WPSU

Thursday, October 7, 2010

Ecoboats

Cap'n and Duroboat owner Larry McPhail check out a Duroboat
that made it all the way around the Great Loop!
We've been dawdling our way south on Kentucky Lake, anchoring in pretty coves, watching the leaves start to turn red and yellow.

We spent a few days at Paris Landing State Park, and while we were there, we toured the Duroboat factory, in Huntingdon, Tennessee.

This small company makes small, aluminum boats.  Owner Larry McPhail invited us to visit because Duroboat bills itself as a good choice for the fossil-fuel conscious.

The trim, colorful boats are unusually light for their size, which means, if you strap on a gas-powered engine it will burn comparatively fuel to push the boat through the water.


A lightweight boat also means, you don't need a honking big truck to pull that puppy around on a trailer; your gas-efficient compact car can do the job.

And McPhail says, the boats are economically designed such that there's very little waste in the manufacturing process.

To emphasize the point that Duroboats are gas-efficient, McPhail's two twenty-something daughters, Katie  and Elizabeth, last summer completed the Great Loop in a 16-foot Duroboat.

The Great Loop is often seen as the province of retirees in cushy yachts;  Katie and Elizabeth say they aimed to show you can have this big adventure in a small boat--without consuming a ton of fuel.  You can read about their adventures here.

In other eco-boat news,  this week marked the running of the Wye Island Challenge, a race just for electric boats held in St. Michaels, Maryland.

And the winner?  Capt. Todd Simms piloted his 23-foot launch to victory with an average speed of 6.5 mph around the 24-mile course.

During the race, the boat nosed straight into winds averaging 15-20 knots . . .  and waves three feet high.  Says Sims, "This kind of race demonstrates the viability of electric propulsion  in real-world conditions."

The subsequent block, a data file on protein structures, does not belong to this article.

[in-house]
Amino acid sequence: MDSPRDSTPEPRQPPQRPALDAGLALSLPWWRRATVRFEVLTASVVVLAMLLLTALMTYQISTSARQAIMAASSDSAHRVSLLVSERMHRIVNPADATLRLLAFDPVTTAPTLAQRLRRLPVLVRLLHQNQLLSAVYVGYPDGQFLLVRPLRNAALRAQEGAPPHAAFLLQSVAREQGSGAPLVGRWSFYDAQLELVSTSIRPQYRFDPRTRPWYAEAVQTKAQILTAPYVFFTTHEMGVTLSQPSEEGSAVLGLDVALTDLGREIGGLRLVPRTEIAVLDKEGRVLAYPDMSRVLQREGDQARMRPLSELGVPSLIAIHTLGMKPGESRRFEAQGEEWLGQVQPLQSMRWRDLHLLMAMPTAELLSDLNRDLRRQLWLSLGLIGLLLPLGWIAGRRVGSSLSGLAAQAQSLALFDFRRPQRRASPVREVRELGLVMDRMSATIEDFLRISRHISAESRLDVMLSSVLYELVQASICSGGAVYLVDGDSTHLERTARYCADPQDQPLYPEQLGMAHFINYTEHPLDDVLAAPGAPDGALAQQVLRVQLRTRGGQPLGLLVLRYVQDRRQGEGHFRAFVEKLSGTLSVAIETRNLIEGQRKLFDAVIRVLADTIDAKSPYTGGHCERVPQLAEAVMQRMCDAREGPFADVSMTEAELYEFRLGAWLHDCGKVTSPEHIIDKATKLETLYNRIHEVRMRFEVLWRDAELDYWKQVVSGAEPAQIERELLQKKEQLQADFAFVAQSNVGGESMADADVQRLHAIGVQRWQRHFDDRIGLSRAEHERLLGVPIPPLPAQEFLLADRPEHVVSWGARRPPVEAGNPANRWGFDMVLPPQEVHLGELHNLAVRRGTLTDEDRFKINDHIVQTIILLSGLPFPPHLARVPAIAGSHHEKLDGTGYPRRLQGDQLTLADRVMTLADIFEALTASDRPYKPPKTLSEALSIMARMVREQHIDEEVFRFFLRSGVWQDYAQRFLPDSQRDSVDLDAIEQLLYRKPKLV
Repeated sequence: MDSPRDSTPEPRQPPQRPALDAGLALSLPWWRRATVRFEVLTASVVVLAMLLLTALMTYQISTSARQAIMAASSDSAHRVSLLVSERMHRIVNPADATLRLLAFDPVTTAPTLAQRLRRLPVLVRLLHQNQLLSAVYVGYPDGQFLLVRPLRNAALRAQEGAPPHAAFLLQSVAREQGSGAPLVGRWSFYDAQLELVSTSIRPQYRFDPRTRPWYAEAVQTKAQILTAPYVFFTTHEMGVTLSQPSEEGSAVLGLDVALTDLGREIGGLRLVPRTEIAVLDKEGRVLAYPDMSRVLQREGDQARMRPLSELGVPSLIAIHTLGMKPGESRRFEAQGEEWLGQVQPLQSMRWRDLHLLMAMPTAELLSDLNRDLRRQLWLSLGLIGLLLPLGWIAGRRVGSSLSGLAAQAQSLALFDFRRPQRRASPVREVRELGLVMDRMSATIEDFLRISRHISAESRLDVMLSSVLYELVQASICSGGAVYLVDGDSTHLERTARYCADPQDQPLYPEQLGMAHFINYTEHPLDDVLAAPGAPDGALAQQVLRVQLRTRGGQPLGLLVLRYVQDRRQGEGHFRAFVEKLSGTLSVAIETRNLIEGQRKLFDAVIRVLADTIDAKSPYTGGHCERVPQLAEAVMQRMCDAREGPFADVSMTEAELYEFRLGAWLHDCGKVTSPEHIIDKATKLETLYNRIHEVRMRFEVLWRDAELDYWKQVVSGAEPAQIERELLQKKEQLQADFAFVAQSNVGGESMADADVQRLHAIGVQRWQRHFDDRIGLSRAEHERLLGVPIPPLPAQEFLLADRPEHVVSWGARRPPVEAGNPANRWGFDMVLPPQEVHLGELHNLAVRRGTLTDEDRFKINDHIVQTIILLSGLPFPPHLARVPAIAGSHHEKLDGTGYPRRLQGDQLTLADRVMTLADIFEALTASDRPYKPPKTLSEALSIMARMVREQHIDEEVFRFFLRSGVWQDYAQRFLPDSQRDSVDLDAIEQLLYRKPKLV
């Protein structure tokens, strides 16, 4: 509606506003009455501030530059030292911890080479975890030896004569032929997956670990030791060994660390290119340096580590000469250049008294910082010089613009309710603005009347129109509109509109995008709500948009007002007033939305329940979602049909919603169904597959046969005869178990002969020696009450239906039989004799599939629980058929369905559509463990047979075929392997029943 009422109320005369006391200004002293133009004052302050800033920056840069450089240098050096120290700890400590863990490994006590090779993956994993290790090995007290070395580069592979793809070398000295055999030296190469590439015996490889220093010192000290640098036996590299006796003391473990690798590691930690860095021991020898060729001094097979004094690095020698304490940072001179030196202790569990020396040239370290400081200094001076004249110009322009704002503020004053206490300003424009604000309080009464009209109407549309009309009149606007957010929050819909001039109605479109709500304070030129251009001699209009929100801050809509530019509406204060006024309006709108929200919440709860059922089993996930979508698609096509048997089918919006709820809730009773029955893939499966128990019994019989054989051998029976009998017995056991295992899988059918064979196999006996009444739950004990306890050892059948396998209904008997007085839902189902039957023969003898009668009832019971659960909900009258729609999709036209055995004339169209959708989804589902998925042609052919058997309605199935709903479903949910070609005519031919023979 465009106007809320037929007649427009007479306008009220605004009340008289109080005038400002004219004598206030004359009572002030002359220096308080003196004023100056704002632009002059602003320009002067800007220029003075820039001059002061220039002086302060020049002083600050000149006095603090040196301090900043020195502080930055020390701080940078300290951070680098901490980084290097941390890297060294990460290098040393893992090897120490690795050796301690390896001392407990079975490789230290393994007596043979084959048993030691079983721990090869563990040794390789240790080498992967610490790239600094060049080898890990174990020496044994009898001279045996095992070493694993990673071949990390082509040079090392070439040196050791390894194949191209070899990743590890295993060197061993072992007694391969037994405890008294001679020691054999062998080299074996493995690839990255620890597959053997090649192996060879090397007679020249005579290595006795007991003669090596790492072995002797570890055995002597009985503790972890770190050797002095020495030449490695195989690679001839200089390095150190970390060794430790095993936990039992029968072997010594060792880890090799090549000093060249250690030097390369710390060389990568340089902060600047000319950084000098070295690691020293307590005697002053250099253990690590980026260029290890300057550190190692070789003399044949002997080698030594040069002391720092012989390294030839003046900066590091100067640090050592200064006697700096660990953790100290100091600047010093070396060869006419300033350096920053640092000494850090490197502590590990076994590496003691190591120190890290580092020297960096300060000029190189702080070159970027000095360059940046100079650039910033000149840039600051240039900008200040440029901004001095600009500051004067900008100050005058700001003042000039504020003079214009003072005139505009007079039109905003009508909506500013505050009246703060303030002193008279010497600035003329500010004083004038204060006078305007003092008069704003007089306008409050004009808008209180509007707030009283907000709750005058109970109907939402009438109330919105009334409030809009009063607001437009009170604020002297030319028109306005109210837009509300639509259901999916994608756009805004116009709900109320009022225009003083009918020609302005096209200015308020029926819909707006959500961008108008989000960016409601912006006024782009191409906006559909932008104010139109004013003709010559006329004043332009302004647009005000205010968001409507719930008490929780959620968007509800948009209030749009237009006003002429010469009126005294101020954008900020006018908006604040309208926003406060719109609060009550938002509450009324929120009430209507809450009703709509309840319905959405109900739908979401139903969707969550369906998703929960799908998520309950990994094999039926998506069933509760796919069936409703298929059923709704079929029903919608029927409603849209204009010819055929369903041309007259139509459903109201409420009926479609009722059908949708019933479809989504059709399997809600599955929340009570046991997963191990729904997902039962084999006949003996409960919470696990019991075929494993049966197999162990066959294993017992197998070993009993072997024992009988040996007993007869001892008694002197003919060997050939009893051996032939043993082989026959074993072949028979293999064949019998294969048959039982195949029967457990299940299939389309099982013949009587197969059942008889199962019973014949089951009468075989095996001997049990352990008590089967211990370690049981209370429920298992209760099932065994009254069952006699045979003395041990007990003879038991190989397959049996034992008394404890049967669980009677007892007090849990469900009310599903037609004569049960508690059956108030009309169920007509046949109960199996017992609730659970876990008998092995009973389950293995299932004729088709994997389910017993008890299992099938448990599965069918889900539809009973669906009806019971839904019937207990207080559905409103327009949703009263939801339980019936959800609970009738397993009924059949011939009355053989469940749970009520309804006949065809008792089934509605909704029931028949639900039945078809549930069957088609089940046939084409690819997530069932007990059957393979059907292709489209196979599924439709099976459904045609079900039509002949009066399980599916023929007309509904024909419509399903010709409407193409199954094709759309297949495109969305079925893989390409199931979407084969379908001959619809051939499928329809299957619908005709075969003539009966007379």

Details for gearheads:  The Torqueedo Cruise 4.0 electric outboard that propelled the boat uses a 48-volt lead-gel AGM battery bank--or, two high-performance lithium manganese batteries.

Go for a virtual cruise in a Torqeedo-powered boat by clicking here.



2 comments:

  1. Hi, Cynthia & Bill--

    Re: Query about when I'd like to visit: The answer is when you're in the Florida area around the intra-coastal waterway. I'm thinking that I can visit your Aunt Marilyn and Sam before they leave for a cruise in mid-February, and you're there at anchor near Miami, Ft. Lauderdale, Boca Raton or Delray Beach. What do you think of that idea? Of course, I haven't said any of this to your Aunt Marilyn because it just popped into my head, and I wanted to see you because I haven't seen you since this past January at Josh's Bar Mitzvah. :-)

    ReplyDelete
  2. One other item: What do you think about that nasty bit of business involving the sludge on the Danube River? Worse, it will affect the waterways of 6 countries through which the Danube flows. So instead of that marvelous Strauss waltz, "On the Blue Danube," we now have the brown, crappy Danube. The pix on the tube are even worse! Ugh! :-)

    ReplyDelete